Laurence Sterne, 1759-1769. Read as a Gutenberg Project e-book, downloaded via manybooks.net.
I once had a co-worker (hi, Bob!), for whom completing an anecdote or telling a full story was an impossible task. Each new detail necessitated a digression, from which several tangents emerged, and so on, ad infinitum. We used to torment him by interrupting with nerdy / computer-science cries of “Pop the stack, Bob! Heap overflow!”
This is also the main thematic joke of Tristram Shandy, where, in telling us his life story, Tristram fills up three volumes getting up to his own birth, and then never really gets back to his own story with the exception of a mixed-up journey across France much later in his life. Life and Opinions is light on the life, and heavy on the opinions. We learn about his theories of many things, we overhear many conversations about religious, political, and military philosophy, and witness events reminiscent of Rabelais, but we’re too busy with these diversions to get much of his personal story.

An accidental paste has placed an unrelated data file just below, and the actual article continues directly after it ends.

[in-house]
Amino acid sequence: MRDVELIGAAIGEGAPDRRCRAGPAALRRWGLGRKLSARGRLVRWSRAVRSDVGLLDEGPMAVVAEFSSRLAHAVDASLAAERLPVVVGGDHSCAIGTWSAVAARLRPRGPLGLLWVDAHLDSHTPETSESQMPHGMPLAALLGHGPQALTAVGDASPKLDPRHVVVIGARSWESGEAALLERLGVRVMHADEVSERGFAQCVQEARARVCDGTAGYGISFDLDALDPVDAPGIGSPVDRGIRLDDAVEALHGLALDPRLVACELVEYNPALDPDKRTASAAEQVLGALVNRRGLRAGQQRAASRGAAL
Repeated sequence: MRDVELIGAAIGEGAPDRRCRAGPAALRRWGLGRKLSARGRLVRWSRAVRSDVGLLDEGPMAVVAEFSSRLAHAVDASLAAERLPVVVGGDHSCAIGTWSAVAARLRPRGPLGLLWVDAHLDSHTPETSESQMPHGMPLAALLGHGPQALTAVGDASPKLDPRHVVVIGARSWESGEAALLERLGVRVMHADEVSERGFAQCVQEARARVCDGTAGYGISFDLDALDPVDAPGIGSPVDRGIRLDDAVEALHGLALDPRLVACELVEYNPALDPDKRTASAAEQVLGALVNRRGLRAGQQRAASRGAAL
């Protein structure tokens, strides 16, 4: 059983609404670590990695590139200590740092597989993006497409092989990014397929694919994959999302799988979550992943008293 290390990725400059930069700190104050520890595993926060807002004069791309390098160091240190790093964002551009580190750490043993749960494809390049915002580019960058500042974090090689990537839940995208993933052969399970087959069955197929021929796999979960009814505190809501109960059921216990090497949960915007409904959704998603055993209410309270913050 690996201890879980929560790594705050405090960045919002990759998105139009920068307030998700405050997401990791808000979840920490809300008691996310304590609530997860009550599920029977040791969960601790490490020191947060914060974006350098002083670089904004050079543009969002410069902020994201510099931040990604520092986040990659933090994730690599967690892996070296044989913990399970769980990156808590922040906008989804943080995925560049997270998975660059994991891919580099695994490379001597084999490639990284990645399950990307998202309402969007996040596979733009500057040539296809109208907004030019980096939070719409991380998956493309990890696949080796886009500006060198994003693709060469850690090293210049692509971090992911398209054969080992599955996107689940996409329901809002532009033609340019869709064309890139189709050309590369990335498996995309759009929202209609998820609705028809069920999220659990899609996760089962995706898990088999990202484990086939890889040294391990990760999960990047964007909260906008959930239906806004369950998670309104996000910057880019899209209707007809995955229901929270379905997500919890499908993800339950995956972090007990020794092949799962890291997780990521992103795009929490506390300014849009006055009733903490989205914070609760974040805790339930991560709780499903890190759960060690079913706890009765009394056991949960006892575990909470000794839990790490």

Tristram has more to offer, though, than its (sometimes tiresome) tangents. Tristram’s amusing comments to the critics stand out, as do his grandiose opinions of his own literary prowess and techniques. However, overall, it’s the characters of Uncle Toby and his interactions with Tristram’s father Walter that make the work. Both men are peculiar, outrageous, and yet oddly believable, and their interactions can be surprisingly touching.
As with many of the older works I’ve read, Tristram suffers somewhat from what I call
Shakespeare/Bible Copycat Syndrome (in which a work so widely imitated and quoted that the original seems clichéd).
In what should give hope to those of us who are getting older and accomplishing less than we’d hoped, Sterne started writing this humorous, meandering tale when he was 45. Nine volumes and ten years later, he’d completed one of the great works of English humor. So there’s still hope for us.